Brief review on atypical human trypanosomiasis of trypanosoma lewisi


Trypanosomes (Kinetoplastea: Trypanosomatida: Trypanosomatidae), particularly salivarian trypanosome species as well as stercorarian Trypanosoma cruzi, are important parasites of humans and other animals that cause often fatal diseases. Stercorarian T. lewisi is known as a rat-specific species of the subgenus Herpetosoma. Rodent trypanosomes cause latent infections, and T. lewisi infection beyond the genus border, e.g. infection in mice, is considered to be virtually impossible. Nevertheless, nine human cases of T. lewisi infection have been reported in recent decades, with an increased incidence (five cases) in the last two decades. In the present review, we summarize the records of atypical human trypanosomiasis ascribed to T. lewisi infection and provide information on the background of disease incidences and possible PCR-based diagnostic approaches.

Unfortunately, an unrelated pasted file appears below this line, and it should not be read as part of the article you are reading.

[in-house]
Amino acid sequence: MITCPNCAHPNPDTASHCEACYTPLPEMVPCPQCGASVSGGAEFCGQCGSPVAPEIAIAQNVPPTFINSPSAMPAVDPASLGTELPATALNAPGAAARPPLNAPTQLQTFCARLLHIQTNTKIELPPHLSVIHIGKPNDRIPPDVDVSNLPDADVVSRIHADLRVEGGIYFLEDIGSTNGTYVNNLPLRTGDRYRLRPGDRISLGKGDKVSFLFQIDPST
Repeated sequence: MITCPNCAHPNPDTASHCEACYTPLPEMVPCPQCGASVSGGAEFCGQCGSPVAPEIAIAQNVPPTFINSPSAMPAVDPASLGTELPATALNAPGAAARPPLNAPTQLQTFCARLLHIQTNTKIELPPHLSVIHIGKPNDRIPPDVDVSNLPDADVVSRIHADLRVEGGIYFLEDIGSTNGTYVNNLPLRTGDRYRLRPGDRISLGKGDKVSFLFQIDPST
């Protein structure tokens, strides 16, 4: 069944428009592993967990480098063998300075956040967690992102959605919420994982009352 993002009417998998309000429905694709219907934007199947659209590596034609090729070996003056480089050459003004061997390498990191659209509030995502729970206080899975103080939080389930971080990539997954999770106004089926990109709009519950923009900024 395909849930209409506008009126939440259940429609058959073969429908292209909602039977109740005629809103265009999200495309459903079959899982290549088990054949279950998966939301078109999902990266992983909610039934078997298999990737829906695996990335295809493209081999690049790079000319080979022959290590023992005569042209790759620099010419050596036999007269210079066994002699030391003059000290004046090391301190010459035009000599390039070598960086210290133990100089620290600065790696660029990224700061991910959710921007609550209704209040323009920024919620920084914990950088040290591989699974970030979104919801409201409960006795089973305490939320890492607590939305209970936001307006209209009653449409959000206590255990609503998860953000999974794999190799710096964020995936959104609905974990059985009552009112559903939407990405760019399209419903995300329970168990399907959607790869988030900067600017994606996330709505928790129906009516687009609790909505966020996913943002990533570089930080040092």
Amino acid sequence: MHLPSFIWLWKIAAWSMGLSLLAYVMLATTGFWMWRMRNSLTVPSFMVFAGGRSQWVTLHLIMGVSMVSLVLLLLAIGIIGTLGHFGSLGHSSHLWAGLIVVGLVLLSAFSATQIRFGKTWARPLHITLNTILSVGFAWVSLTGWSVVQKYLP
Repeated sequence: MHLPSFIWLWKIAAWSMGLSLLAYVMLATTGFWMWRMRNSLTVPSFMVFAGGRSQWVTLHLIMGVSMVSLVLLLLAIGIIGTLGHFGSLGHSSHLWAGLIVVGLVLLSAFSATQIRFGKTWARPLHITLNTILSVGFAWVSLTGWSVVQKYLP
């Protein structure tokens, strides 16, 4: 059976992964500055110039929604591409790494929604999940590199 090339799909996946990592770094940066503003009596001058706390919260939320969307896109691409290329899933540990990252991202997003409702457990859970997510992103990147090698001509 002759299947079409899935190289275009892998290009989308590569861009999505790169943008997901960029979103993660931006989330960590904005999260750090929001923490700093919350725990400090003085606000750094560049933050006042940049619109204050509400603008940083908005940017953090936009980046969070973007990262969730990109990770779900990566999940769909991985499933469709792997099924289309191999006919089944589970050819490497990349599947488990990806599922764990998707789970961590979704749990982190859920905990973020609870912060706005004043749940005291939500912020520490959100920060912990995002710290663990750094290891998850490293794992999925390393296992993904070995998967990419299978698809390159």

Journal Article


Trypanosoma lewisi, atypical human trypanosomiasis, Herpetosoma, rDNA, Rodent trypanosome